A pair of interesting articles by Nicholas Carr and Michael Agger have been getting a lot of online press (to the extent you count Delicious tags, etc.). I find the discussion of how reading is changing because of, or on the, Internet to be fascinating. For centuries people have been reading dense physical texts and now there appears to be a breakdown in attention spans. Authors and publishers are being encouraged to provide smaller information chunks, readers are scanning information and leaving if they’re not instantly satisfied, and Google gets blamed for the impact of its search results on reading. I like to think I’ve noticed the shift in legal research as well, but it’s hard to know how much is anecdotal and how much is self-inflicted.
Michael Agger’s Lazy Eyes: How We Read Online appeared online at Slate.com earlier this month. It’s a great article for how it is written as much as for what it says. It emphasizes short bits of information, talks about usability commentary from Jakob Nielsen, eye tracking research, and the need for brevity and concise writing. It’s a great gathering together of resources on this topic, something I’ve only come across in dribs and drabs otherwise. One survey I liked in particular came from the British Library and the Joint Information Systems Committee, which discusses “information skimming” and that the so-called Google Generation being analyzed in the survey was engaged in “power browsing” rather than more traditional reading.
Nicholas Carr’s article in this month’s Atlantic Monthly asks Is Google Making Us Stupid? Carr bemoans his shortened attention span, how he gets “fidgety, lose[s] the thread, begin[s] looking for something else to do” when he’s reading a book or lengthy article. In Carr’s world, Google is the enabler, the resource that has made the access to so much information so easy. He references the same BL/JISC survey on the Google Generation. He goes on, though, to track the impact of this power browsing and information skimming to changes in the New York Times‘ print edition.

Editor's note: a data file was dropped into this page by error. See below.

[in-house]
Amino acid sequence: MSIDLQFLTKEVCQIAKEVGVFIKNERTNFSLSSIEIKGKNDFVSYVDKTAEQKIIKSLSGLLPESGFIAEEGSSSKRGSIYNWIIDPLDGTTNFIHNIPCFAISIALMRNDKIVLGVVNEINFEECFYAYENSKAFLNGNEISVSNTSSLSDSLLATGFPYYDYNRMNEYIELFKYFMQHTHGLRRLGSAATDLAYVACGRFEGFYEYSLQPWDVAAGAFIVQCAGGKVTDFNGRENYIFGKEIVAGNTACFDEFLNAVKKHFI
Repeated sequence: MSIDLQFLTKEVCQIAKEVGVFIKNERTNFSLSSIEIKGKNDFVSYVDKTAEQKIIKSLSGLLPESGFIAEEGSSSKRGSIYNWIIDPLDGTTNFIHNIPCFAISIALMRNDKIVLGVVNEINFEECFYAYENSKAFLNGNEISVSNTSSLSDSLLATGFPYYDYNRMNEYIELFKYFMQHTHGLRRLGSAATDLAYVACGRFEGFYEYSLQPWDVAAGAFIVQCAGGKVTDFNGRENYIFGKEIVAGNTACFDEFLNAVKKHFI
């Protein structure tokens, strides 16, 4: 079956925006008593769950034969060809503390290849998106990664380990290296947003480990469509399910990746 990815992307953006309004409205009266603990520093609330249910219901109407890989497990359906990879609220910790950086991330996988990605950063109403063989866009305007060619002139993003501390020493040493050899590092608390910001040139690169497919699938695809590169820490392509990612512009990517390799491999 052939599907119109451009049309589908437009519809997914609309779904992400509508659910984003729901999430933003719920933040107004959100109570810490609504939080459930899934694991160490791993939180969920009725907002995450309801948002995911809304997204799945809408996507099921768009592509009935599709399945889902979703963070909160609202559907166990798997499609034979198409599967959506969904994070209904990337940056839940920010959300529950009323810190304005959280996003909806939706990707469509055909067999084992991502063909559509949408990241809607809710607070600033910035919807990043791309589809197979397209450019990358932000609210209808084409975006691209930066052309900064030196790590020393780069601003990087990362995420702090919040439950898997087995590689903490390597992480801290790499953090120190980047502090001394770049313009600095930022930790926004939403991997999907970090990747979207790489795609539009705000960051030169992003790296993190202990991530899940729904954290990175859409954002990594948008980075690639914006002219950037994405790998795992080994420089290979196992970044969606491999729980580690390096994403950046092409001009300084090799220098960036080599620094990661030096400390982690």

I have noticed that legal publishers are increasingly providing smaller information chunks, and the average database search on Westlaw or LexisNexis, if it retrieves analytical information or even a statute, is likely to show part of a chapter, out of context with the content around it. Alternatively, where they don’t do this, the content arrangement can look poorly thought out and more unwieldy. This can make it harder for a researcher to understand what the context is, because most of the information was authored for a print product and was uploaded as an electronic one. Rarely does the content actually appear to be reworked to enable hyperlinking or other connectivity between parts of the online text. So a quick read of a paragraph or two in a chapter may not actually give you any useful information, or alert you to the fact that on the next digital page is the answer you seek. You must continue to return to the search utility, which may or may not provide you with the information you need, because the browsing features are not strong and the content is not enriched to make them better.
I can’t say I entirely agree with Carr’s assessment of attention spans. I find a multi-hundred page book to be just as gripping now as it would have been pre-Internet and Google. But I can see his point, and notice that my own online behaviour and research is more likely to emphasize efficiency and speed than taking time to read long pieces of content. I split the difference, using tabs in my browser to open up links of possible additional interest (right click on the link and select open in new tab in either Microsoft’s Internet Explorer 7 or 8 or Mozilla’s Firefox 2 or 3) or downloading a PDF or other file, and read it or skim it later to see if it has anything useful.